My point in telling you this story is that those Aleuts only thought of Christianity as making their life on earth better.  They wanted to improve their material lot in life.  They did not accept the Gospel as a call to set aright their own lives with God, nor did they intend to follow Christ in suffering for truth and righteousness.  They in fact rejected the Gospel and in bitter disappointment became murderers.  They were not able to see beyond life in this world.

We follow Christ not for material gain in this world but in order to give our life to Him.

What does it profit someone to gain the whole world but to lose their life?  (Mark 8:36)

In the Service for Receiving Converts into the Faith, one of the petitions we say in the litany for the new convert is this:

That grace may be given to him/her through anointing with the all-holy Chrism, so that boldly, without fear and unashamed, he/she may confess before all people the Name of Christ our God, and that he/she may be always ready for Christ’s sake to lovingly suffer and to die, let us pray to the Lord.

Yes, as Christians we commit ourselves to always be ready to lovingly suffer and die for Christ!

To follow Christ is to take a new look at the questions: “What does it mean to be successful?”   and   How do I measure success?

For Christians success can only be measured in terms of whether or not we are following Christ.

In the Gospel lesson today, we could paraphrase Jesus as saying: “If any wants to be my disciple  and enter into eternal life, then say no to your self, say no to your desires, say no to your self interest, say no to your self preservation.”

We live in a country full of over weight people, people with porn addictions, binge drinkers, and drug addiction partly because we refuse ever to say no to our selves.  We confusedly think abundance means over indulgence is blessed.  Great Lent says precisely because there is such abundance we need to learn self control and how to say no to all that abundance which surrounds us so that we don’t literally become buried in over indulgence.

You want to be a Christian?  Then take up your cross and deny yourself and follow Christ.  Great Lent is given to you and me as a gift – an opportunity for us to seriously and literally fulfill the teaching of Jesus Christ our Lord.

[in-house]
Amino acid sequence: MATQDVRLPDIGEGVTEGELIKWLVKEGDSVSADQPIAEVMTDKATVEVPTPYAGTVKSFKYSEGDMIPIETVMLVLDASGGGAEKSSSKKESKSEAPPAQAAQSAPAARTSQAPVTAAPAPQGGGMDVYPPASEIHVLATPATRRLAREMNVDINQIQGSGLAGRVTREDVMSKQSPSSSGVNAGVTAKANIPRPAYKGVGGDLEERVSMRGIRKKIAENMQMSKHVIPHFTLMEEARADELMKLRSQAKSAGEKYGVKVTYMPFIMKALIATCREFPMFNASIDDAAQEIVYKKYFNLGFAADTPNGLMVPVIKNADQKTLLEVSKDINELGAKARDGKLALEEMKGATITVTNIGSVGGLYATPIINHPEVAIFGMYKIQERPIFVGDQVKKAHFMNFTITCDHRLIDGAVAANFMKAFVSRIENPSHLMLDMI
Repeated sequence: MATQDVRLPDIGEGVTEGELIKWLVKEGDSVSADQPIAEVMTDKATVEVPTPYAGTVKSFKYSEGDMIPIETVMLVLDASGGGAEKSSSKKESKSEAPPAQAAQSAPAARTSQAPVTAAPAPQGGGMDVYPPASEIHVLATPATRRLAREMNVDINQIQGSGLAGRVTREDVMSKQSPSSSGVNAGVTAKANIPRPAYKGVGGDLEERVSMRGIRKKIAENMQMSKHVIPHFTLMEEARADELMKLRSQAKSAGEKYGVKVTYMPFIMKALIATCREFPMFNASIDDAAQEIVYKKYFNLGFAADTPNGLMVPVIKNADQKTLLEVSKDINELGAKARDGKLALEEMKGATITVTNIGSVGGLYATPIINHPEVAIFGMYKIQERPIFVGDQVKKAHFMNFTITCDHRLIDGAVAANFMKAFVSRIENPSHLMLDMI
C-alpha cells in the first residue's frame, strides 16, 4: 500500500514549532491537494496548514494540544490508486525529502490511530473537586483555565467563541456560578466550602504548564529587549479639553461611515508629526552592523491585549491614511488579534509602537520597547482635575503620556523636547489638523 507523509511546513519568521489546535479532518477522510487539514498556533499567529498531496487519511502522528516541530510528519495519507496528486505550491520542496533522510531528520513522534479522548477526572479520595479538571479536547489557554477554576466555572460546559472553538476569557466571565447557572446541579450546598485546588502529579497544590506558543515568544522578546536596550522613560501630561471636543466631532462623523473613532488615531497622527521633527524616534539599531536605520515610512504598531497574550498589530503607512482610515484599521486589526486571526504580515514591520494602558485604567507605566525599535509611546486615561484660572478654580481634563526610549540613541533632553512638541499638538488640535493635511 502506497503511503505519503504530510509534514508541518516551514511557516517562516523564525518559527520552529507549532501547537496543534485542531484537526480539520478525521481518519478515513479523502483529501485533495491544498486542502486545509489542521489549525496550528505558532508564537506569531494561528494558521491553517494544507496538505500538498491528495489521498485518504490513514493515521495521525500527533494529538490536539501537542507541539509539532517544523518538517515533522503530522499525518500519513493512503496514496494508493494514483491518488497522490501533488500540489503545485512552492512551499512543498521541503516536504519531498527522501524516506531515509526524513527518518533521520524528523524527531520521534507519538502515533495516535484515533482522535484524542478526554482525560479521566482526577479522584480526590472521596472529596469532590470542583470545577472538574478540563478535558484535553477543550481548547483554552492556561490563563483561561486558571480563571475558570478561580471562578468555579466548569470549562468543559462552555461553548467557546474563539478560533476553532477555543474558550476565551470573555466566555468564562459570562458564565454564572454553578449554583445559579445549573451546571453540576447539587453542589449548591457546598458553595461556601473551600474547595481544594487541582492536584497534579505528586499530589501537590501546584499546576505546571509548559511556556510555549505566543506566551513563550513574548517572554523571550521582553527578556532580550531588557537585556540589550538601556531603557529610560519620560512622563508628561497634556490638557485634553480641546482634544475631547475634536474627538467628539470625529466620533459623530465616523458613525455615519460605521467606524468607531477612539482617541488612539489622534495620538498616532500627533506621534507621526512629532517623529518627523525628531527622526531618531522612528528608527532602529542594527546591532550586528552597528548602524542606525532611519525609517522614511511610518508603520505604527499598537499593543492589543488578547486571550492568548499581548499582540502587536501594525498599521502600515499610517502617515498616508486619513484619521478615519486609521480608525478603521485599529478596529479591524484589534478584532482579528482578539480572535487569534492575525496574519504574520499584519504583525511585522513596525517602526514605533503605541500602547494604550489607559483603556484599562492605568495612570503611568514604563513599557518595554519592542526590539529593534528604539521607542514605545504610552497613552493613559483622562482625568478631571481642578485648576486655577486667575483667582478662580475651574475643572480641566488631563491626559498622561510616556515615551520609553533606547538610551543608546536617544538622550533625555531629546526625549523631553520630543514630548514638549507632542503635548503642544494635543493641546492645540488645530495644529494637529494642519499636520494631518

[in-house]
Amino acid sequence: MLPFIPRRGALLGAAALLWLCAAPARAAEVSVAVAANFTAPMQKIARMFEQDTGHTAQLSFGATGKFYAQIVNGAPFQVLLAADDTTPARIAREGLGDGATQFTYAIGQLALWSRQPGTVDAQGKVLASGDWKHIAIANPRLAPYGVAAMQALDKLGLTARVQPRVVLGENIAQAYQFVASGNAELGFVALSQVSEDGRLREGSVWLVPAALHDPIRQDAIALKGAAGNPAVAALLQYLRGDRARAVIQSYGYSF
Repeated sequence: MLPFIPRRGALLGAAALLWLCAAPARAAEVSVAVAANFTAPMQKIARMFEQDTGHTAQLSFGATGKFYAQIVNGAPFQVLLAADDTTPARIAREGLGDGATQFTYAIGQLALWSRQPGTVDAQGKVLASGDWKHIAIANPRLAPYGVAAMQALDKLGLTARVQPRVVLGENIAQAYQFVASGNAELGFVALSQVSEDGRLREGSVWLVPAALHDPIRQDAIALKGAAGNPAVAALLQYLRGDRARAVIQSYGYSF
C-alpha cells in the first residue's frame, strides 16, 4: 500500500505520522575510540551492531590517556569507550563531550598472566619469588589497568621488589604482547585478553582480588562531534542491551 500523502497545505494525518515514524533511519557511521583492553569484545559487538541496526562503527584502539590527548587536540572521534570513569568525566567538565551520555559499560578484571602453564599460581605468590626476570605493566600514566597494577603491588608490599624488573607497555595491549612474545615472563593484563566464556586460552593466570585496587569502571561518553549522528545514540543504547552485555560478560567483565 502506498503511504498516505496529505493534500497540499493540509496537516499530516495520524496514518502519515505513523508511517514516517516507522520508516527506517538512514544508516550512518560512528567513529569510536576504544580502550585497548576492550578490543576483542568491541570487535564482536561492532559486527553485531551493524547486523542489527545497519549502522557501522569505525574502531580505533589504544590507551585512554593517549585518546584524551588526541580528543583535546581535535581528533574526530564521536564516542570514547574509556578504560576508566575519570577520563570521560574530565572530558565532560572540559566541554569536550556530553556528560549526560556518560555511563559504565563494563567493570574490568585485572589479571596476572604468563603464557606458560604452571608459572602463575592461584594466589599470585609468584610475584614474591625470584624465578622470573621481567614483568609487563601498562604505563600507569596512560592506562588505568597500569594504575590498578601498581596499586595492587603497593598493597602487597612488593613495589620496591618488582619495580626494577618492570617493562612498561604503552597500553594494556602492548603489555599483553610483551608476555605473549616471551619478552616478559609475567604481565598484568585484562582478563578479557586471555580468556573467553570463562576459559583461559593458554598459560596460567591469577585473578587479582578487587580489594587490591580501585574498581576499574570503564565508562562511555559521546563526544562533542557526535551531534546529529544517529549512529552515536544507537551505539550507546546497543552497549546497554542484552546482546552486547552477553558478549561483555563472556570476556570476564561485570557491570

The Icon of the Crucifixion

“The icon encourages us to reflect on this climax to our Lord’s earthly life; his work has been accomplished, and he commends himself to the Father. The following verses come to mind: ‘I glorified thee on earth, having accomplished the work that thou gavest me to do’ (John 17:4); ‘It is finished’ (John 19:30); ‘Father, into thy hands, I commit my spirit’ (Luke 23:46). And these verses from the letter to the Hebrews seem equally appropriate: ‘Let us run with perseverance the race that is set before us, looking to Jesus the pioneer and perfecter of our faith’ (Hebrews 12:1-2); ‘So Jesus also suffered outside the gate in order to sanctify the people through his own blood. Therefore let us go forth to him outside the camp, bearing abuse for him. For here we have no abiding city, but we seek the city which is to come’ (Hebrews 13:12-14).

The following extract from St. Theodore the Studite’s On the Adoration of the Cross shows how the victorious nature of Christ’s death on the Cross was interpreted by a great teacher of Orthodox theology (759-826):

How precious is the gift of the cross! See, how beautiful it is to behold!…It is a tree which brings forth life, not death. It is the source of light, not darkness. It offers you a home in Eden. It does not cast you out. It is the tree which Christ mounted as a king his chariot, and so destroyed the devil, the lord of death, and rescued the human race from slavery to the tyrant. It is the tree on which the Lord, like a great warrior with his hands and feet and his divine side pierced in battle, healed the wounds of our sins, healed our nature that had been wounded by the evil serpent. Of old we were poisoned by a tree;  now we have found immortality through a tree.

…By the cross death was killed and Adam restored to life. In the cross every apostle has gloried; by it every martyr has been crowned and every saint made holy. We have put on the cross of Christ, and laid aside the old man. Through the cross we have joined Christ’s flock, and are granted a place in the sheepfold of heaven.”

(John Baggley, Festival Icons for the Christian Year, pp. 108-109)